Summer intern bids farewell to Atmore
By By Michael S. Hill
Let's pretend for a moment that you don't own a calendar and that you have never understood the concept of time. For instance, if winter was in full swing, you wouldn't know if the month was July or Thursday. See what I'm saying?
Okay, now if you did have this condition, I would still bet my peanuts-by-the-pound salary you could decipher, to the day, no less, when school started.
Ridiculous, you say? Well, the whole scenario is ridiculous, but please just play along …
So there you are, oblivious to time and its complications. People celebrate birthdays and anniversaries while you arrive at work four hours early one day and not at all the next.
But still your children start school on the same day as all the other kids as if nothing were amiss. Why?
Because of all the back-to-school, everything-is-on-sale sales. It's federally mandated in Section 1-2-3 of the National How-To-Run-A-Business Act that if you own or operate any business, to include ANY business, you must have a back-to-school sale.
It's just good business sense. If there is any possible way to tie your business to school, it's a green light.
Going back to school? Half-price on repairs to all foreign-made transmissions, because you have to actually get to the school.
Getting ready for school? Thirty percent off the price of rubbish removal, because you can't get to school if your driveway is blocked by two tons of rubbish.
School back in session? Buy two resuscitators and get one free, because you must breathe to participate in school.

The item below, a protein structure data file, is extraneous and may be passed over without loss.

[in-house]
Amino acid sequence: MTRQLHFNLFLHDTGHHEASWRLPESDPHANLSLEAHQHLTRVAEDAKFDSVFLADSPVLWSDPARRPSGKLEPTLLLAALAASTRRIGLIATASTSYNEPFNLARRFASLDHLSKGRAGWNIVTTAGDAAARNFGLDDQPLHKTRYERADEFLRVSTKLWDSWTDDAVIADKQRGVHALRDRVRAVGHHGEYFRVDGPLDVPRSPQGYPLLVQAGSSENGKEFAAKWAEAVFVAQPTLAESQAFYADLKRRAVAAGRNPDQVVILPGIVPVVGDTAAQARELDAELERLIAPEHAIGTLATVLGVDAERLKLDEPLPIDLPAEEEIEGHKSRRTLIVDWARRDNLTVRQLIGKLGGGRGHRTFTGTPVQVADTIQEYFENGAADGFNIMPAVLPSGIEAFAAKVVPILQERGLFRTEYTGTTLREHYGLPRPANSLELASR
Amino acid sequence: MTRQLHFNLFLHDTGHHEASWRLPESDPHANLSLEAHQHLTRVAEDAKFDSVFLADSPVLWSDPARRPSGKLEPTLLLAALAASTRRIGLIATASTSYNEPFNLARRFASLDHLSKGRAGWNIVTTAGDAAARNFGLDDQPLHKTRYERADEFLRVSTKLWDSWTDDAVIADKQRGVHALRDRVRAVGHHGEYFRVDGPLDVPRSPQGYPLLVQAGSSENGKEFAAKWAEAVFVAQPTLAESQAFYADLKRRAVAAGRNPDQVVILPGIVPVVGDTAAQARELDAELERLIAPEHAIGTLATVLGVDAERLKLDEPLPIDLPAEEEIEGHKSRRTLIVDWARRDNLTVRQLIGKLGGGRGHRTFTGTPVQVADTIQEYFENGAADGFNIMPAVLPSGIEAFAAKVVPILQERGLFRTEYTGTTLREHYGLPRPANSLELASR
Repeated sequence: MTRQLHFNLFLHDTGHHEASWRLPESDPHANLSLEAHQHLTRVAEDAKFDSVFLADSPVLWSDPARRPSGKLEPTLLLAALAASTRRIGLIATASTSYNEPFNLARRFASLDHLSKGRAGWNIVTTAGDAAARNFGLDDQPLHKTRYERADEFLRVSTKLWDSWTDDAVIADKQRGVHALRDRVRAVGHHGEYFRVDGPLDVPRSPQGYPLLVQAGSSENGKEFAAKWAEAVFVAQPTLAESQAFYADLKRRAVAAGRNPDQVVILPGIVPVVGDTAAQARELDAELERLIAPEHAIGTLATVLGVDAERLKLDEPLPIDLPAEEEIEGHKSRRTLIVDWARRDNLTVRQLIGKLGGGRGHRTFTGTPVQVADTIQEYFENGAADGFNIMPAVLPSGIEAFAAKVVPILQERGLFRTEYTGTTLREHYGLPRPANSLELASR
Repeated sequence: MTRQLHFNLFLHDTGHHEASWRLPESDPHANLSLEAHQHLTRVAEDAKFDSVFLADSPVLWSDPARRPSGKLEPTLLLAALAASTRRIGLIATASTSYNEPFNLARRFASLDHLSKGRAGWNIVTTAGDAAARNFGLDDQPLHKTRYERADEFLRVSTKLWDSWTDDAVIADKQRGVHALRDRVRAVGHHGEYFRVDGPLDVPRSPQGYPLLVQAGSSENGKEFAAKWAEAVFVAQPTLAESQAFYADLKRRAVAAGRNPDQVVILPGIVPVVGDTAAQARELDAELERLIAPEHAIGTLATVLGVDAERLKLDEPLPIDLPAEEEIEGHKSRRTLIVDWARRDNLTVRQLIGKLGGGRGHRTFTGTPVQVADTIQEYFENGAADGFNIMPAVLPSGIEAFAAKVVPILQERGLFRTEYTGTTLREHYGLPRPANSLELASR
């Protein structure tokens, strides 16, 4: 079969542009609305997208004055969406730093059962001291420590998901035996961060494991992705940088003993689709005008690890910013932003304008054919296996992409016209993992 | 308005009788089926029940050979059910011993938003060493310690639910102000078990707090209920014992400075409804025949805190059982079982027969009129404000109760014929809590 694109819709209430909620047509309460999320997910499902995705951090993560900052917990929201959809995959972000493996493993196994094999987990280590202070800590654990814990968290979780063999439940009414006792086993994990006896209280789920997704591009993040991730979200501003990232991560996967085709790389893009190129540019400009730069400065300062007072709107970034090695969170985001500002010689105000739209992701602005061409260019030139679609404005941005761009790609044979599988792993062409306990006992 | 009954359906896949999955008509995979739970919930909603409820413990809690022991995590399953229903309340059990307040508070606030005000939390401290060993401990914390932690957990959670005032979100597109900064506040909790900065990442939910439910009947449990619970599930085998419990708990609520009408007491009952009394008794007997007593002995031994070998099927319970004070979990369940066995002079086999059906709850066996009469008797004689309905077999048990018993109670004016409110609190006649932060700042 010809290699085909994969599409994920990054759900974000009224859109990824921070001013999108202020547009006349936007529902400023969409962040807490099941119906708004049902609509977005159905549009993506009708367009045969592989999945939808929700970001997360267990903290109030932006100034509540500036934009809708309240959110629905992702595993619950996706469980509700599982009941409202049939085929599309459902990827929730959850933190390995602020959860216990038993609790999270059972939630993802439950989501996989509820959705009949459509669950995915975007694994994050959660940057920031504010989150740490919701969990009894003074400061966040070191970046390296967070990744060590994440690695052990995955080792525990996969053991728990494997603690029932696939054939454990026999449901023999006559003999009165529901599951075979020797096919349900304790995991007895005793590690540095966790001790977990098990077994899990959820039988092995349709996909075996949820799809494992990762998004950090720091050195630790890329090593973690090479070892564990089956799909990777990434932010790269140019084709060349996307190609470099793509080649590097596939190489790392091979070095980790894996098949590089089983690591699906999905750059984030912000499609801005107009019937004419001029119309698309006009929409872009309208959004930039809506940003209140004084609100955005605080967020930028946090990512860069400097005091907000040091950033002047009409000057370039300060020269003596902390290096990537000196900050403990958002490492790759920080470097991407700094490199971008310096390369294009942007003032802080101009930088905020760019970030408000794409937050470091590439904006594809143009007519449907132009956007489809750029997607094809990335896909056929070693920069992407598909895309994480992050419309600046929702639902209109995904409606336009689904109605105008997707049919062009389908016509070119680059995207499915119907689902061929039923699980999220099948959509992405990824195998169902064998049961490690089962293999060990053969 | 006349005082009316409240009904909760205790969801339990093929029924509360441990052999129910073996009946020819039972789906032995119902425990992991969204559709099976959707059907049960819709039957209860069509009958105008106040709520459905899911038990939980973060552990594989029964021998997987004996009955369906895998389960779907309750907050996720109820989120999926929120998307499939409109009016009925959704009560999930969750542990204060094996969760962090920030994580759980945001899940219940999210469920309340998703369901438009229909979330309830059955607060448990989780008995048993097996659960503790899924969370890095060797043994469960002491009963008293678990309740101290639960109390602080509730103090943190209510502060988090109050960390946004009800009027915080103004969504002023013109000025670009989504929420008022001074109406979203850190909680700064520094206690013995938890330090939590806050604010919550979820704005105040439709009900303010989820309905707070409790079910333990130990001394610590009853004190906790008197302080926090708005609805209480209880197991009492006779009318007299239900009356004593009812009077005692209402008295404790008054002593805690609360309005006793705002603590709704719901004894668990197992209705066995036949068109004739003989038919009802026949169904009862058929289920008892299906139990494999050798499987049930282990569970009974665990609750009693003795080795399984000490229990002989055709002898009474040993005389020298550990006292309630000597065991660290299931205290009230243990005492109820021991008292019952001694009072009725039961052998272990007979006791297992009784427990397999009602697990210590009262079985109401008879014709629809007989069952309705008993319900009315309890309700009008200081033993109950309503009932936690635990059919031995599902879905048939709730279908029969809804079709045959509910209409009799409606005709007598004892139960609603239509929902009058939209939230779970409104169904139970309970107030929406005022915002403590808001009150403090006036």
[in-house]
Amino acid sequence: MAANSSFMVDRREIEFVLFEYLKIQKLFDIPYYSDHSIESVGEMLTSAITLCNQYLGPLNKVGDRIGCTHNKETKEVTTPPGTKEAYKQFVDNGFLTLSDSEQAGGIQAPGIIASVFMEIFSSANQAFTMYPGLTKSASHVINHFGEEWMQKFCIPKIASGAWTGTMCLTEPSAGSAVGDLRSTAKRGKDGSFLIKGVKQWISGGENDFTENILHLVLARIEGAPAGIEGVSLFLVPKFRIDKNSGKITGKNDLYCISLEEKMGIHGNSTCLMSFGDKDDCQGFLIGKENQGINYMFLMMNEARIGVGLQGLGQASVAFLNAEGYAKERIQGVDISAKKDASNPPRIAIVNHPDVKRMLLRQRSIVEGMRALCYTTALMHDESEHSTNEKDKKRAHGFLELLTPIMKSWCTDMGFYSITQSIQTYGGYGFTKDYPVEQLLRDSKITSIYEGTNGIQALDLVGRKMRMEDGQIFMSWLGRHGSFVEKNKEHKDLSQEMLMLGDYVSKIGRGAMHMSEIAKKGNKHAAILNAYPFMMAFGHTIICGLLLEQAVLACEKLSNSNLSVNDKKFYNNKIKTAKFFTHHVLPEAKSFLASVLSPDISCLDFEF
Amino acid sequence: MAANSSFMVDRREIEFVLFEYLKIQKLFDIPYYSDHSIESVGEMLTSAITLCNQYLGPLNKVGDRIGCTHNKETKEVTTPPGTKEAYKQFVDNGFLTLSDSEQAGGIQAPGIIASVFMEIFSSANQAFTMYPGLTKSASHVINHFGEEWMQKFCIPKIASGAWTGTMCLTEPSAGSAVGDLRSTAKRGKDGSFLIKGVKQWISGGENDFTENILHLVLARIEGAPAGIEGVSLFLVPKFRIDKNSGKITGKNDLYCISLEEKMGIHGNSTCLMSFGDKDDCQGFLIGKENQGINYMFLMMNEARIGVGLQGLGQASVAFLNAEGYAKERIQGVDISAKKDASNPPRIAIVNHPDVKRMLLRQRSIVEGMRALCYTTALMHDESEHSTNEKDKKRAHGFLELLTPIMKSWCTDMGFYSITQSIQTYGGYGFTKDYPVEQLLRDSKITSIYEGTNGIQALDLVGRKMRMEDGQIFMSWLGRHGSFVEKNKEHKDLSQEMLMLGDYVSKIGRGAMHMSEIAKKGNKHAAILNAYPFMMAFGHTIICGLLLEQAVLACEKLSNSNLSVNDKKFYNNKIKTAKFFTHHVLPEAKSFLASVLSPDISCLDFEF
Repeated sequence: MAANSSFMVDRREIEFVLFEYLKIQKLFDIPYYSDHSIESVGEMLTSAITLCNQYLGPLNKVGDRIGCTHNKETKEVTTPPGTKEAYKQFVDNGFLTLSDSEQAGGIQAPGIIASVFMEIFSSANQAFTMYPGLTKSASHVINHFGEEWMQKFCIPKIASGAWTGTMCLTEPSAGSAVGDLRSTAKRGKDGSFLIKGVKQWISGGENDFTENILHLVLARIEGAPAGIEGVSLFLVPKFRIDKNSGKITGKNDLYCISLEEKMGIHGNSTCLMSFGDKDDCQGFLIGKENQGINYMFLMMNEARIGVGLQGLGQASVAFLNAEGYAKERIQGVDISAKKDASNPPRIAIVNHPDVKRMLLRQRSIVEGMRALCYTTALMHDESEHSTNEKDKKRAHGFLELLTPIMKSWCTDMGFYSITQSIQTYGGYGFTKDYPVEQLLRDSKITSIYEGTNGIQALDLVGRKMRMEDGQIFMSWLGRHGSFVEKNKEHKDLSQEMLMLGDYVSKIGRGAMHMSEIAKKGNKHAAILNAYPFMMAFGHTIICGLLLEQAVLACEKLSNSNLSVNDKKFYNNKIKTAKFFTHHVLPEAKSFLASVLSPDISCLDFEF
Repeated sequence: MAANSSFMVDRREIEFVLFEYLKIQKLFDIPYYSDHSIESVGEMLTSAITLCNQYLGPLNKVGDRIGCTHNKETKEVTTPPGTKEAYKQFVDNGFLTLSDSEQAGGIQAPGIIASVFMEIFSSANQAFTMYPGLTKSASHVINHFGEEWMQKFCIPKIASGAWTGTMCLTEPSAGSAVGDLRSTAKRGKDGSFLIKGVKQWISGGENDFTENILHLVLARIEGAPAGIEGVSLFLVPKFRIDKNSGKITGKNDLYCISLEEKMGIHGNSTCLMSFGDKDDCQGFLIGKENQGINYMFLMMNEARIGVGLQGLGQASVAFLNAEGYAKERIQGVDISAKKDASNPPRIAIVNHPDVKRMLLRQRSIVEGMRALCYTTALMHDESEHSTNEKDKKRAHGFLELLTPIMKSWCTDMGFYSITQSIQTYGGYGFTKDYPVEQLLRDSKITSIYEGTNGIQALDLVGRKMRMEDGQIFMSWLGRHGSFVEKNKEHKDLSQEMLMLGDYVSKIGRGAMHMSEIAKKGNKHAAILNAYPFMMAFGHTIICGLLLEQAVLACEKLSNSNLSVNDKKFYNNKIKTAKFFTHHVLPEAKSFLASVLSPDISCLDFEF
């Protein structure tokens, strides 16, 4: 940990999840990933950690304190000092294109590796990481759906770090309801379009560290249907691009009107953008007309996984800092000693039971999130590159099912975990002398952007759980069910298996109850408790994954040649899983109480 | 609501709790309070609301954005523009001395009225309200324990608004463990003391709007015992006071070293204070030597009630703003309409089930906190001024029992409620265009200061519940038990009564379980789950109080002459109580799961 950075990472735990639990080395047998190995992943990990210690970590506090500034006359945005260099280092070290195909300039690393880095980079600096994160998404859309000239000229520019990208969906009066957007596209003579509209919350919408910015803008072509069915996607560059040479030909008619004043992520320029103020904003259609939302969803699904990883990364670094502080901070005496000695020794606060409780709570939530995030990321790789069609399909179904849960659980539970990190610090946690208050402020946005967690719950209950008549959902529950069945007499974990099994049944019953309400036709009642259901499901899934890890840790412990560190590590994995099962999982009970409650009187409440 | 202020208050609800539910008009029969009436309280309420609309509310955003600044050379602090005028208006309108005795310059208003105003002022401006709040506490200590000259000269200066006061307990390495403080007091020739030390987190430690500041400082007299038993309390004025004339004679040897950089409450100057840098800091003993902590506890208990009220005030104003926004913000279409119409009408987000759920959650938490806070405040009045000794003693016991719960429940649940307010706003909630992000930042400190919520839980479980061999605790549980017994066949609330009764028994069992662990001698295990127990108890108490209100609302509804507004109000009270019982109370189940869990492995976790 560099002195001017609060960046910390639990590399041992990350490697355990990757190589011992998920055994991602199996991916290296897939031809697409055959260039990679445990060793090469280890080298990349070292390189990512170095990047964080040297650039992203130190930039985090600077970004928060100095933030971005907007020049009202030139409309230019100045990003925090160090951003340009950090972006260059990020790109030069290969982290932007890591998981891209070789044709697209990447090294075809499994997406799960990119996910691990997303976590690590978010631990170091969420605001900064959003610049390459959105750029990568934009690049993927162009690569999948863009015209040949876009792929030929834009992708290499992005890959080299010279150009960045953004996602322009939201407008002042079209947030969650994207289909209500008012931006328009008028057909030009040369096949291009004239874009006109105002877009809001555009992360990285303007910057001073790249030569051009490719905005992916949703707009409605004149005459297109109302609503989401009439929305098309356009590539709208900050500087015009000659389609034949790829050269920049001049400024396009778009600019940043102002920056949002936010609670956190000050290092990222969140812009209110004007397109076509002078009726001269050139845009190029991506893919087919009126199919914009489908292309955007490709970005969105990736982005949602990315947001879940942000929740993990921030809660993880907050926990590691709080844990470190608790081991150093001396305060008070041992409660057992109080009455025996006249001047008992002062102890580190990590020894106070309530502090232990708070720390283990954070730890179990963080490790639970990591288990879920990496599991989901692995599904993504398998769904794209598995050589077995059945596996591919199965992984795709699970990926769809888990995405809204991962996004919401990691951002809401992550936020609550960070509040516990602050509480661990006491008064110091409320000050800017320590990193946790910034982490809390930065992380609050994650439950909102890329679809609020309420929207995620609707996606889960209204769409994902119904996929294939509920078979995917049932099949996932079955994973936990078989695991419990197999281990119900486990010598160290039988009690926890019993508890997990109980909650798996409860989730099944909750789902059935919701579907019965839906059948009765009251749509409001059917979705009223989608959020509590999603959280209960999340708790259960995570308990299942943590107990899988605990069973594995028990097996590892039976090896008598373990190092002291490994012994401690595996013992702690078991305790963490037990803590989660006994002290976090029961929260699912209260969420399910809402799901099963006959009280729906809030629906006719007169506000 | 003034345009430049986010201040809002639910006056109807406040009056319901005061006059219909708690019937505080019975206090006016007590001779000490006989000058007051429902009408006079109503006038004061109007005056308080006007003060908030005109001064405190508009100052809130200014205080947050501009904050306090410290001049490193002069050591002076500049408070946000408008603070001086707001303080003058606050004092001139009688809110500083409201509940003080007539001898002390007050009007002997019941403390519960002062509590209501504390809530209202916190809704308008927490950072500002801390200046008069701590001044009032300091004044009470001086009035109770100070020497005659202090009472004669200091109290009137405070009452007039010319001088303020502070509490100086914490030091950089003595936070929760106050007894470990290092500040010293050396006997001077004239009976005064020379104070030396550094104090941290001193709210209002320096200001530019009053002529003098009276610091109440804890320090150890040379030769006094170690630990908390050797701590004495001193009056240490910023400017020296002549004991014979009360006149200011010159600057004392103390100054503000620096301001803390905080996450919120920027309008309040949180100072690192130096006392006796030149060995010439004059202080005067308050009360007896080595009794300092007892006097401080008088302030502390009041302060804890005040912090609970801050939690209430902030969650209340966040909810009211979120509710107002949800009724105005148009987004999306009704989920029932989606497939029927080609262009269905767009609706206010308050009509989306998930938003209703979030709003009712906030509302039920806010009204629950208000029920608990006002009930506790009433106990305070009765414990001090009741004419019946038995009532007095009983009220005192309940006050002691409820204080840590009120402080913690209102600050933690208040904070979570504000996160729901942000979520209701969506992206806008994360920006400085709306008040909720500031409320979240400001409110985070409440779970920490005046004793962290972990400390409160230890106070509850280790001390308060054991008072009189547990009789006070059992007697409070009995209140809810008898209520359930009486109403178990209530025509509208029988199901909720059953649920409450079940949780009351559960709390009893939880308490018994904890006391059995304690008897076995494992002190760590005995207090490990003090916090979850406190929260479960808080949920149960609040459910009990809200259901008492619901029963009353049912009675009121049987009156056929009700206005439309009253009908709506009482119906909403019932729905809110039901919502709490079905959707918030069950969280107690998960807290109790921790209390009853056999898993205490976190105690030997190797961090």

And the sales are always one of three names. There's the plain "Back-to-school Sale"; there's the edgier "Back 2 School Sale"; then there's the No. 2 painted on a man's hairy back, standing in front of a school. (Okay, so I made the last one up, but I bet I'll see that ad in the next few days.)
But like I said, it's just good business sense. One day, when I grow up and become an attorney, I plan to offer discounts to all children for their back-to-school litigation needs.
Which reminds me that I am not yet a grown-up, even though I'm drawing ever nearer to my 10-year I've-Peaked-And-I'm-Kidding-Myself High School Reunion.
I'm not yet a grown-up because I am still in school, which means I am still learning. What I am learning is debatable, but the fact that I am still learning surely means I cannot be an adult yet, and therefore cannot take on conscious-laden chores such as responsibility and accountability.
All kidding aside, my short time here in Atmore has been a learning experience. Responsibility and accountability are in fact two of the requirements of working for a newspaper, or for any organization for that matter.
I graduate from Auburn in December, when I'll immediately become part of another organizationI'll be commissioned as an officer in the Navy. I can only hope I will gain as much satisfaction working for the Navy as I have working for The Advance, and that I'll have the pleasure of meeting people as nice as those I've met here in Atmore.
To say I've enjoyed my stay here would be an understatement. If you can imagine it, I actually looked forward to coming to work in the mornings. Demented, I know, but true.
But sadly, my summer fling with Atmore is nearing its end, and I will bid adieu Aug. 15. I start back at Auburn in a couple of weeks, so I've got to hurry and buy my hose couplings before the Half-Off-All-Hose-Couplings-Back-2-School Sale ends.
Thanks for a great summer.